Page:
Knowledge and understanding

 By the end of this course students will be able to:

  • Demonstrate basic understanding of key themes in Spanish and Latin American Studies

Show awareness of the Spanish and Latin American collections available in Manchester

Intellectual skills

By the end of this course students will have:

  • Further developed their Spanish language competence through reading and viewing a range of Spanish and Spanish American cultural objects
  • Improved their capacity to read critically

Increased their ability to interpret, analyse and synthesise information

Practical skills

By the end of this course students will have furthered their ability to:

  • Plan, record and edit a video group presentation on a cultural object related to a topic of Spanish or Latin American studies
  • Gather, organise and deploy evidence and information in writing an essay
  • Use the library to find appropriate physical and electronic resources and reference them correctly
  • Construct and back up arguments

Transferable skills and personal qualities

 By the end of this course students will have furthered their ability to:

  • Express themselves confidently in English, both orally and in writing
  • Manage time and work to deadlines
  • Participate in group discussions and assess the relevance and importance of the ideas of others
  • Present information, ideas and arguments orally and in writing with due regard to the target audience

Draw on theory when analysing concrete objects and situations

Assessment methods

Assessment task

Formative or Summative

Length

Weighting within unit (if summative)

Essay

Group video project on an object in the University’s Spanish and Latin American collections

Self-reflective essay

In-class participation

 

1,750 words

15 minutes

 

1,000 words

40 %

25 %

 

25 %

 

10 %

 

Feedback methods

Feedback method

Formative or Summative

  • oral feedback on seminar participation
  • written feedback on essay, group video project and self-reflective essay
  • additional one-to-one feedback (during the consultation hour or by making an appointment)

the essay, due at the end of the first semester, will serve simultaneously as formative and summative assessment. Feedback received on it will help students in preparing their analysis of an object in the University’s Spanish and Latin American collections for the group video-project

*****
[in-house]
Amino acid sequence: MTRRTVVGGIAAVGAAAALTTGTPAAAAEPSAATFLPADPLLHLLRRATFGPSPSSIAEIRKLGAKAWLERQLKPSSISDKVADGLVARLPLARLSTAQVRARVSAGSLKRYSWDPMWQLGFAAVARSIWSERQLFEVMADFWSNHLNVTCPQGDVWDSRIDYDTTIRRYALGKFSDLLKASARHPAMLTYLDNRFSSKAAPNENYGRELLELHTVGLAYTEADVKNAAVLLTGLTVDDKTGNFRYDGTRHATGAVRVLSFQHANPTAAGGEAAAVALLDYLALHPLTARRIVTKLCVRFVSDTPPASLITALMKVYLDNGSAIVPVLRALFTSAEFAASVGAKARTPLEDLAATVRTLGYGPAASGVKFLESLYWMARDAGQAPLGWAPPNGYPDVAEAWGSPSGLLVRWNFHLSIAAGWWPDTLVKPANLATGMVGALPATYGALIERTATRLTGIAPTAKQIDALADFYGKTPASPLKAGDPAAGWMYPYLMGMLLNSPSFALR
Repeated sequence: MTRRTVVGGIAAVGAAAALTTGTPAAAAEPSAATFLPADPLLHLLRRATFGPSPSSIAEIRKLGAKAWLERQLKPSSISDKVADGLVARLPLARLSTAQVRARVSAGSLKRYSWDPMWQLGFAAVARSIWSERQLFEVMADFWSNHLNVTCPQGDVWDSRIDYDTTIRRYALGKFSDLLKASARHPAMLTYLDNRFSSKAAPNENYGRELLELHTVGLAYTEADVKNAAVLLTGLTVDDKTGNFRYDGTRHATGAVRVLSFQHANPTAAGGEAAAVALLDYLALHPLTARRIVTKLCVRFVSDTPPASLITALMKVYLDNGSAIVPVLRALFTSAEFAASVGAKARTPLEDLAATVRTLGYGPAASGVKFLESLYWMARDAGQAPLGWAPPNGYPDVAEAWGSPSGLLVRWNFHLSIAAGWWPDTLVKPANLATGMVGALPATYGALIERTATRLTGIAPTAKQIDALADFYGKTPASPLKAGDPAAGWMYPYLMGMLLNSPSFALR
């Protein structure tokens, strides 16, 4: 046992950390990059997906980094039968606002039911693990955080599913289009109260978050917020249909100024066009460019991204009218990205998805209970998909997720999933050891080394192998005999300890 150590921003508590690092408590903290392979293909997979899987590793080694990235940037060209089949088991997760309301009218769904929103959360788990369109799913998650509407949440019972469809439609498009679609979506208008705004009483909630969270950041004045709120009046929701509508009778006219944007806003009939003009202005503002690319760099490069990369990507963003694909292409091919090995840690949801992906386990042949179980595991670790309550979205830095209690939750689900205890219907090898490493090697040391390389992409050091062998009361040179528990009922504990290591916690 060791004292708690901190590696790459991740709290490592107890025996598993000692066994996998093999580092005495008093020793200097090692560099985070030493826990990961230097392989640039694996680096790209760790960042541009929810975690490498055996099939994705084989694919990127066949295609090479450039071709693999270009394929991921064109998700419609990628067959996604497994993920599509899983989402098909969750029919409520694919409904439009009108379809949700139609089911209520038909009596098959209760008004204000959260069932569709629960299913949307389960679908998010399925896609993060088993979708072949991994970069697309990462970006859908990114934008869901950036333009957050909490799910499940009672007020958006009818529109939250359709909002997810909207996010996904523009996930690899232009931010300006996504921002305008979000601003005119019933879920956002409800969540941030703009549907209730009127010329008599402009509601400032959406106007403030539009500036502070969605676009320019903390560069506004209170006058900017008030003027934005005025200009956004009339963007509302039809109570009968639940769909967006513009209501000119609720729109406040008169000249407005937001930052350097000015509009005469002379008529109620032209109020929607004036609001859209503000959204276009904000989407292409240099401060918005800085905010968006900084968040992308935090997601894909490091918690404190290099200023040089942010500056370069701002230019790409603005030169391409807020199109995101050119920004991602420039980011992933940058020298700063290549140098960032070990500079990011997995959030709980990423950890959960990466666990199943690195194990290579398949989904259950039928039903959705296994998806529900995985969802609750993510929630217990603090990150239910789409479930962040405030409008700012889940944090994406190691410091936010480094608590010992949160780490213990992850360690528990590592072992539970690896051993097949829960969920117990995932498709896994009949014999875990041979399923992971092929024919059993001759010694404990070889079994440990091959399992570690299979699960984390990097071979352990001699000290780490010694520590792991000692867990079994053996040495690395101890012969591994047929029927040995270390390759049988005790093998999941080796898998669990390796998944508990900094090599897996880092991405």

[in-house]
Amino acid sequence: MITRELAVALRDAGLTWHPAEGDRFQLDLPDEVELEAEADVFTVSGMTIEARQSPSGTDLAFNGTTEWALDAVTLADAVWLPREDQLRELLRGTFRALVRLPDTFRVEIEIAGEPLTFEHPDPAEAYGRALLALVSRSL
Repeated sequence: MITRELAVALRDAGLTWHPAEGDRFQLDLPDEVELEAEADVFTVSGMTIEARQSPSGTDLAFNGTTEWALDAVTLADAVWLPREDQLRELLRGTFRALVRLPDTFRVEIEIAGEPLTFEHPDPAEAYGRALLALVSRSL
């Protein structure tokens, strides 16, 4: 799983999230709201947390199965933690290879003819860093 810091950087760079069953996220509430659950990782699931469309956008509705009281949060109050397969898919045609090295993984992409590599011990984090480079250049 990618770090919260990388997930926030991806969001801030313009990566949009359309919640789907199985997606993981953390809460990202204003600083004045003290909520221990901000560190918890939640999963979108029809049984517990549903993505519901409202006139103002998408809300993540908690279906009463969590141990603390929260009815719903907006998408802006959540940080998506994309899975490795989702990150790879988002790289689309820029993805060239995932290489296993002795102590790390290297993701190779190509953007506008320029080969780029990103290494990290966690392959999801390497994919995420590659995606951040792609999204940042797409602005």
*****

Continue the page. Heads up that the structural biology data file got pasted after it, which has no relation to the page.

Recommended reading

Selections from:

  • Mary Louise Pratt’s ‘Arts of the Contact Zone’
  • Aníbal Quijano’s ‘Coloniality of Power’
  • Hannah Arendt’s On Revolution
  • Paul Wilkinson and Dominic Bryan’s ‘Is terrorism still a useful analytical term?’
  • Jane Tormey’s Cities and Photography
  • Marshall Berman’s ‘All that is solid’
  • Benedict Anderson’s Imagined Communities
  • Raymond Williams’ ‘Culture is Ordinary’
  • David Glover and Cora Kaplan’s Genders

Excerpts, clips or selected images from:

  • José Vasconcelos’ La raza cósmica
  • Evo Morales’ speeches
  • Nicolás Guillén’s poetry
  • Iñaki Arteta’s Trece entre mil
  • Horacio Cópola photographs
  • Ortega y Gasset’s works
  • Diego Rivera murals
  • Latin American comics and graphic novels

Emilio Gómez Muriel’s La monja alférez

Study hours

Scheduled activity hours
Lectures 11
Seminars 11
Independent study hours
Independent study 178

Teaching staff

Staff member Role
Samuel Llano Unit coordinator

Additional notes

Language of Teaching and Assessment

Taught in English with seminar materials in Spanish; assessed in Spanish (group video project) and English (essay and reflective essay).

Blackboard

Course will comply with standard Blackboard requirements